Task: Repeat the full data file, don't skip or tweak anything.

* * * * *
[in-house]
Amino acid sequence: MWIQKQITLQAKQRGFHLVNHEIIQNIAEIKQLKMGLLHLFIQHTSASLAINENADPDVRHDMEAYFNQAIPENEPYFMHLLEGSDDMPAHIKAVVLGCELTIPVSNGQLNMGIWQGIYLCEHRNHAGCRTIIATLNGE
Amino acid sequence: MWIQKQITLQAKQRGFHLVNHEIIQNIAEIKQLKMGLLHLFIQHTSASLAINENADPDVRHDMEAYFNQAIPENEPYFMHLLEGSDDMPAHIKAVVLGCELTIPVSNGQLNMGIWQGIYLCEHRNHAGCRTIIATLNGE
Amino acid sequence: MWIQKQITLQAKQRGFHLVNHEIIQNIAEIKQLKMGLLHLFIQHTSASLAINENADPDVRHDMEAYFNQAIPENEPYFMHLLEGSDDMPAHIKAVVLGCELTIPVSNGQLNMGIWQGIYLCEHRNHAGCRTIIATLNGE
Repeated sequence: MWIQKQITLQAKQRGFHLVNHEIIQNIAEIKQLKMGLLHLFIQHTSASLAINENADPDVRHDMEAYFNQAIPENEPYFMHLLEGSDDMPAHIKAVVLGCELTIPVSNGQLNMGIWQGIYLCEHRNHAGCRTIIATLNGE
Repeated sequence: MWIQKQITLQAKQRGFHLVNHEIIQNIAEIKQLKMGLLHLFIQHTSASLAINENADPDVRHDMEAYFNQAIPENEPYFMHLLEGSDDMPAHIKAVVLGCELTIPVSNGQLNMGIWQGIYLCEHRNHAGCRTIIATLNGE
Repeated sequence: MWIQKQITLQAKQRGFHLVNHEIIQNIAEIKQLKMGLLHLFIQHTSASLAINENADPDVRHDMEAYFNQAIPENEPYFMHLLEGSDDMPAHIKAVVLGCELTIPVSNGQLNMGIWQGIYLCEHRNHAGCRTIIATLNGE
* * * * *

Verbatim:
[in-house]
Amino acid sequence: MWIQKQITLQAKQRGFHLVNHEIIQNIAEIKQLKMGLLHLFIQHTSASLAINENADPDVRHDMEAYFNQAIPENEPYFMHLLEGSDDMPAHIKAVVLGCELTIPVSNGQLNMGIWQGIYLCEHRNHAGCRTIIATLNGE
Amino acid sequence: MWIQKQITLQAKQRGFHLVNHEIIQNIAEIKQLKMGLLHLFIQHTSASLAINENADPDVRHDMEAYFNQAIPENEPYFMHLLEGSDDMPAHIKAVVLGCELTIPVSNGQLNMGIWQGIYLCEHRNHAGCRTIIATLNGE
Amino acid sequence: MWIQKQITLQAKQRGFHLVNHEIIQNIAEIKQLKMGLLHLFIQHTSASLAINENADPDVRHDMEAYFNQAIPENEPYFMHLLEGSDDMPAHIKAVVLGCELTIPVSNGQLNMGIWQGIYLCEHRNHAGCRTIIATLNGE
Repeated sequence: MWIQKQITLQAKQRGFHLVNHEIIQNIAEIKQLKMGLLHLFIQHTSASLAINENADPDVRHDMEAYFNQAIPENEPYFMHLLEGSDDMPAHIKAVVLGCELTIPVSNGQLNMGIWQGIYLCEHRNHAGCRTIIATLNGE
Repeated sequence: MWIQKQITLQAKQRGFHLVNHEIIQNIAEIKQLKMGLLHLFIQHTSASLAINENADPDVRHDMEAYFNQAIPENEPYFMHLLEGSDDMPAHIKAVVLGCELTIPVSNGQLNMGIWQGIYLCEHRNHAGCRTIIATLNGE
Repeated sequence: MWIQKQITLQAKQRGFHLVNHEIIQNIAEIKQLKMGLLHLFIQHTSASLAINENADPDVRHDMEAYFNQAIPENEPYFMHLLEGSDDMPAHIKAVVLGCELTIPVSNGQLNMGIWQGIYLCEHRNHAGCRTIIATLNGE